U.S. Rep. McSally Leads Hearing On Role of Technology Along Southwest Border
WASHINGTON, D.C. – U.S. Representative Martha McSally today chaired a Homeland Security Committee hearing to examine look the role that technology plays in helping to predict, deter, detect and interdict illicit activity along the Southwest border. The hearing featured testimony from security officials from U.S. Customs and Border Protection, U.S. Border Patrol, and U.S. Government Accountability Office.
“Putting more technology on the border will increase our chances of apprehending dangerous individuals and interdicting lethal drugs like heroin and fentanyl that cause so much death and pain for our fellow American citizens,” Rep. McSally, who is the Chairwoman of the Border and Maritime Security subcommittee, said during the hearing. “Technology is a crucial force multiplier, and part of a multi-layered approach of the ‘right mix of infrastructure, personnel, and technology’ that we have used for at least 20 years. Congress expects the Border Patrol, the Office of Field Operations, and Air and Marine to be able to quickly identify, and justify the technological needs required to secure the border. “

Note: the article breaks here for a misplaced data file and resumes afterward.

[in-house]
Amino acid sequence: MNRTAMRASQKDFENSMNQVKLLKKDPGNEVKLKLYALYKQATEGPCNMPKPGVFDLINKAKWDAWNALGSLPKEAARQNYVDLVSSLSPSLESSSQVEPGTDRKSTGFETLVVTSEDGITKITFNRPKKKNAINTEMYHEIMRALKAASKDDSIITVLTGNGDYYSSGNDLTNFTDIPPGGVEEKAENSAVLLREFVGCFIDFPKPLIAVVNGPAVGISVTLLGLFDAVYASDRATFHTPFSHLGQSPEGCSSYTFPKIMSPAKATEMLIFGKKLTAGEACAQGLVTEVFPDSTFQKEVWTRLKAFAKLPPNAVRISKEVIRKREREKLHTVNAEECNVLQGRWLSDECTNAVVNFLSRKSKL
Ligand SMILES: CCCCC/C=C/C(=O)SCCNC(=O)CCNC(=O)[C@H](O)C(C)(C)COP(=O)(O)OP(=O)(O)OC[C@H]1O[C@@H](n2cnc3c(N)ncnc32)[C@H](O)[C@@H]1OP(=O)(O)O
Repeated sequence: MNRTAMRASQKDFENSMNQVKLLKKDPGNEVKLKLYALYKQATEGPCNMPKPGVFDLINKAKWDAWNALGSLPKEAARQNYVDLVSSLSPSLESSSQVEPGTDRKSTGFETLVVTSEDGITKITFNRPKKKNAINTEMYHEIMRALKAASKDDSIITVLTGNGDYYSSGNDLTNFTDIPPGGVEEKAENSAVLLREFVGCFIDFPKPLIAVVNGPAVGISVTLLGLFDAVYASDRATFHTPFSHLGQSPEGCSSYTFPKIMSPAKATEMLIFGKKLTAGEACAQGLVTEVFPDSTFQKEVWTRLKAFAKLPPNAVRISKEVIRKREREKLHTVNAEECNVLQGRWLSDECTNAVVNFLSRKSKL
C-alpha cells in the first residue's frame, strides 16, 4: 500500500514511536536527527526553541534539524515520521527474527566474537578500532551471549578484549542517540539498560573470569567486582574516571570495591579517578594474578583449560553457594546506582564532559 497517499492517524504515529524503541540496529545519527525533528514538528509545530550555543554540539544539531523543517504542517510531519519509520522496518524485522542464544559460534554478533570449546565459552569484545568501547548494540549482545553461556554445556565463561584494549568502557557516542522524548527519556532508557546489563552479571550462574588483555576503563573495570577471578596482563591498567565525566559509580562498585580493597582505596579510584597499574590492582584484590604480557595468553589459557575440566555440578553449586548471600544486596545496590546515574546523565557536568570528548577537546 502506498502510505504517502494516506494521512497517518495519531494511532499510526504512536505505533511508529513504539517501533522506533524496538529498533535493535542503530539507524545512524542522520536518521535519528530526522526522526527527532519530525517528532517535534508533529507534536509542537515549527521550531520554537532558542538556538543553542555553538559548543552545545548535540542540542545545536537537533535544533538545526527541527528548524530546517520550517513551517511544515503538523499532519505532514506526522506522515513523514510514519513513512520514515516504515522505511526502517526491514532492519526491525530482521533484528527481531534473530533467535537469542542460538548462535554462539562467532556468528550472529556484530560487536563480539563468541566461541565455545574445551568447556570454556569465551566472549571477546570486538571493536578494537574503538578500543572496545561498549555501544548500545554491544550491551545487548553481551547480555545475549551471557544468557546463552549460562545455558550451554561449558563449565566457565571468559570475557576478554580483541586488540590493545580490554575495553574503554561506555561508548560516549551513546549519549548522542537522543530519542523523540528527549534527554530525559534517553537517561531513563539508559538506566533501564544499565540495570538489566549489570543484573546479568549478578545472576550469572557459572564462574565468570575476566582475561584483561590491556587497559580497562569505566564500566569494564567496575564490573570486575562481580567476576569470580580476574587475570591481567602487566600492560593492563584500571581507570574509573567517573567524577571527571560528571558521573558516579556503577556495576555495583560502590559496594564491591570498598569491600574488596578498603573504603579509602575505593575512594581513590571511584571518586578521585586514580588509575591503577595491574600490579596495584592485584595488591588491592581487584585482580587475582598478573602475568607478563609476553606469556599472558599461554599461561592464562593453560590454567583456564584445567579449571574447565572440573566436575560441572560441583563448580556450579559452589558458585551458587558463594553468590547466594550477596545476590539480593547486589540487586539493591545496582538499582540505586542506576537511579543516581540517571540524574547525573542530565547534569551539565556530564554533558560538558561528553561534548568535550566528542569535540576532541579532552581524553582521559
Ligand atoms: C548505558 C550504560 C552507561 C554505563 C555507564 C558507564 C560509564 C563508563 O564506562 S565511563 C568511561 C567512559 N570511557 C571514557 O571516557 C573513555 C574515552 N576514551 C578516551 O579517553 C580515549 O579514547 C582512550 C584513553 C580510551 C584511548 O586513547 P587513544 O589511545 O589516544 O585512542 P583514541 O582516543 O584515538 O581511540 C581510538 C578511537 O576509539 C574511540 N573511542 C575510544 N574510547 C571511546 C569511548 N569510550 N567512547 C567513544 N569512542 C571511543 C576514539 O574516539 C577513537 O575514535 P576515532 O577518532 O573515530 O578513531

Watch her full opening statement below:
During her questioning, Congresswoman McSally focused on evaluating the efforts underway to increase situational awareness along the border, specifically in the Tucson sector.
“Air Assets are a critical part of the technology to build situational awareness at the operational and tactical level on the border, and air is critical in the Tucson sector but we’ve lost our air capability. 50% of marijuana comes through the Tucson sector, and in the hot summer we have deaths in the desert and air assets are critical to get to people before it is life threatening. What has the impact been of decreasing air assets and flight hours in the Tucson sector?” asked Congresswoman McSally.
CBP Officials acknowledged the Tucson sector is a “critical cog” in securing the Southwest border, and Acting Deputy Chief of U.S. Border Patrol, Scott A. Luck, shared plans to test additional unmanned aerial vehicles (UAVs) to fill security gaps. They plan on testing UAVs next month in Arizona.
Watch the questioning below:
Congresswoman McSally also questioned officials on the status of technology or programs to improve the situational awareness of Border Patrol Agents and CBP officers on the ground. Watch that interaction HERE.